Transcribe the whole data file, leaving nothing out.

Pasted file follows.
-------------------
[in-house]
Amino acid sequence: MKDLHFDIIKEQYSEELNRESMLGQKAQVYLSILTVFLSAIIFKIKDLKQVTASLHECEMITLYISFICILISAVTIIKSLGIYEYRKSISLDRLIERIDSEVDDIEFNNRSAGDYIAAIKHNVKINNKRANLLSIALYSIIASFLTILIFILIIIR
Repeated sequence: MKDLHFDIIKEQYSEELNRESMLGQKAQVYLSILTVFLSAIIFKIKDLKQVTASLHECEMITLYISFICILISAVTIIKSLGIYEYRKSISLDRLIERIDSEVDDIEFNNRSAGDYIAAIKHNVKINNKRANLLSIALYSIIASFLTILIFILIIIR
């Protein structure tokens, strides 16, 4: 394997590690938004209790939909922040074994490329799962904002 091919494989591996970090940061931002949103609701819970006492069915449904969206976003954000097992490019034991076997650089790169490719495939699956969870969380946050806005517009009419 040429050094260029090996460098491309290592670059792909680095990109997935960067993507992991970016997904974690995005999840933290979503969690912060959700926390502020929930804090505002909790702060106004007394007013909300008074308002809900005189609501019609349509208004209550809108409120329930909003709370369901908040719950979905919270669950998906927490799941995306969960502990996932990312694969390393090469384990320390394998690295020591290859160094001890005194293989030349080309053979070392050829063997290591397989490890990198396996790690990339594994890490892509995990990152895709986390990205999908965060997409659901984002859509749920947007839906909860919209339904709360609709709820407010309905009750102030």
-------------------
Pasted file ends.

[in-house]
Amino acid sequence: MKDLHFDIIKEQYSEELNRESMLGQKAQVYLSILTVFLSAIIFKIKDLKQVTASLHECEMITLYISFICILISAVTIIKSLGIYEYRKSISLDRLIERIDSEVDDIEFNNRSAGDYIAAIKHNVKINNKRANLLSIALYSIIASFLTILIFILIIIR
Repeated sequence: MKDLHFDIIKEQYSEELNRESMLGQKAQVYLSILTVFLSAIIFKIKDLKQVTASLHECEMITLYISFICILISAVTIIKSLGIYEYRKSISLDRLIERIDSEVDDIEFNNRSAGDYIAAIKHNVKINNKRANLLSIALYSIIASFLTILIFILIIIR
């Protein structure tokens, strides 16, 4: 394997590690938004209790939909922040074994490329799962904002 091919494989591996970090940061931002949103609701819970006492069915449904969206976003954000097992490019034991076997650089790169490719495939699956969870969380946050806005517009009419 040429050094260029090996460098491309290592670059792909680095990109997935960067993507992991970016997904974690995005999840933290979503969690912060959700926390502020929930804090505002909790702060106004007394007013909300008074308002809900005189609501019609349509208004209550809108409120329930909003709370369901908040719950979905919270669950998906927490799941995306969960502990996932990312694969390393090469384990320390394998690295020591290859160094001890005194293989030349080309053979070392050829063997290591397989490890990198396996790690990339594994890490892509995990990152895709986390990205999908965060997409659901984002859509749920947007839906909860919209339904709360609709709820407010309905009750102030």